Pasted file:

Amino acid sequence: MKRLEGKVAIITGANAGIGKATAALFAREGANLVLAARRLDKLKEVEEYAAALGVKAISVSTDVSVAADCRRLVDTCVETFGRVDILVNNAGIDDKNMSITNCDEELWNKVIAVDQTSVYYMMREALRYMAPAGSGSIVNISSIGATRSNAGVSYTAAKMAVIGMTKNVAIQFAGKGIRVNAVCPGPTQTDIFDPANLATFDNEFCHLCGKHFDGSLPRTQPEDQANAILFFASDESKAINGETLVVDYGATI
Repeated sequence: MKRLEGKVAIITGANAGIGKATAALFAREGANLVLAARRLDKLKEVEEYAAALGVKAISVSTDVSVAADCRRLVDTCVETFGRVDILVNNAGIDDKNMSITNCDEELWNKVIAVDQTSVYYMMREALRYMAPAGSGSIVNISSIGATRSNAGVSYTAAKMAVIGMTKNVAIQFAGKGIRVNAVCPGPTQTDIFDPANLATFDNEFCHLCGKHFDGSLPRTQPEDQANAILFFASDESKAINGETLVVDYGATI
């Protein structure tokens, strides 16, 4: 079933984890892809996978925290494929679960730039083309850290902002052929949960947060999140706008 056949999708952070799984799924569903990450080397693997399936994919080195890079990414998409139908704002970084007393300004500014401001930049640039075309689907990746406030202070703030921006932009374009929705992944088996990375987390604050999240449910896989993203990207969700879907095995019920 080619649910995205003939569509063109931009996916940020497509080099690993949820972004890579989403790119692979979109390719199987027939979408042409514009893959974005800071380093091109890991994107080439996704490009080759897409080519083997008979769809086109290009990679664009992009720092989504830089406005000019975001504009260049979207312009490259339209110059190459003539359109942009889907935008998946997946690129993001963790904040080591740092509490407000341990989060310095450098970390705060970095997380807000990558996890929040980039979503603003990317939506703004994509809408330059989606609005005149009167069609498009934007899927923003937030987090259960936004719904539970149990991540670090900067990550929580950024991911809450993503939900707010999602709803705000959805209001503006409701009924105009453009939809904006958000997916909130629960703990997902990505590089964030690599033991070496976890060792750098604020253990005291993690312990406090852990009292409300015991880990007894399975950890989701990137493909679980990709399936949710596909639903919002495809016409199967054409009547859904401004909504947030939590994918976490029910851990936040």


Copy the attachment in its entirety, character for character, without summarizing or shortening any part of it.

Amino acid sequence: MKRLEGKVAIITGANAGIGKATAALFAREGANLVLAARRLDKLKEVEEYAAALGVKAISVSTDVSVAADCRRLVDTCVETFGRVDILVNNAGIDDKNMSITNCDEELWNKVIAVDQTSVYYMMREALRYMAPAGSGSIVNISSIGATRSNAGVSYTAAKMAVIGMTKNVAIQFAGKGIRVNAVCPGPTQTDIFDPANLATFDNEFCHLCGKHFDGSLPRTQPEDQANAILFFASDESKAINGETLVVDYGATI
Repeated sequence: MKRLEGKVAIITGANAGIGKATAALFAREGANLVLAARRLDKLKEVEEYAAALGVKAISVSTDVSVAADCRRLVDTCVETFGRVDILVNNAGIDDKNMSITNCDEELWNKVIAVDQTSVYYMMREALRYMAPAGSGSIVNISSIGATRSNAGVSYTAAKMAVIGMTKNVAIQFAGKGIRVNAVCPGPTQTDIFDPANLATFDNEFCHLCGKHFDGSLPRTQPEDQANAILFFASDESKAINGETLVVDYGATI
């Protein structure tokens, strides 16, 4: 079933984890892809996978925290494929679960730039083309850290902002052929949960947060999140706008 056949999708952070799984799924569903990450080397693997399936994919080195890079990414998409139908704002970084007393300004500014401001930049640039075309689907990746406030202070703030921006932009374009929705992944088996990375987390604050999240449910896989993203990207969700879907095995019920 080619649910995205003939569509063109931009996916940020497509080099690993949820972004890579989403790119692979979109390719199987027939979408042409514009893959974005800071380093091109890991994107080439996704490009080759897409080519083997008979769809086109290009990679664009992009720092989504830089406005000019975001504009260049979207312009490259339209110059190459003539359109942009889907935008998946997946690129993001963790904040080591740092509490407000341990989060310095450098970390705060970095997380807000990558996890929040980039979503603003990317939506703004994509809408330059989606609005005149009167069609498009934007899927923003937030987090259960936004719904539970149990991540670090900067990550929580950024991911809450993503939900707010999602709803705000959805209001503006409701009924105009453009939809904006958000997916909130629960703990997902990505590089964030690599033991070496976890060792750098604020253990005291993690312990406090852990009292409300015991880990007894399975950890989701990137493909679980990709399936949710596909639903919002495809016409199967054409009547859904401004909504947030939590994918976490029910851990936040």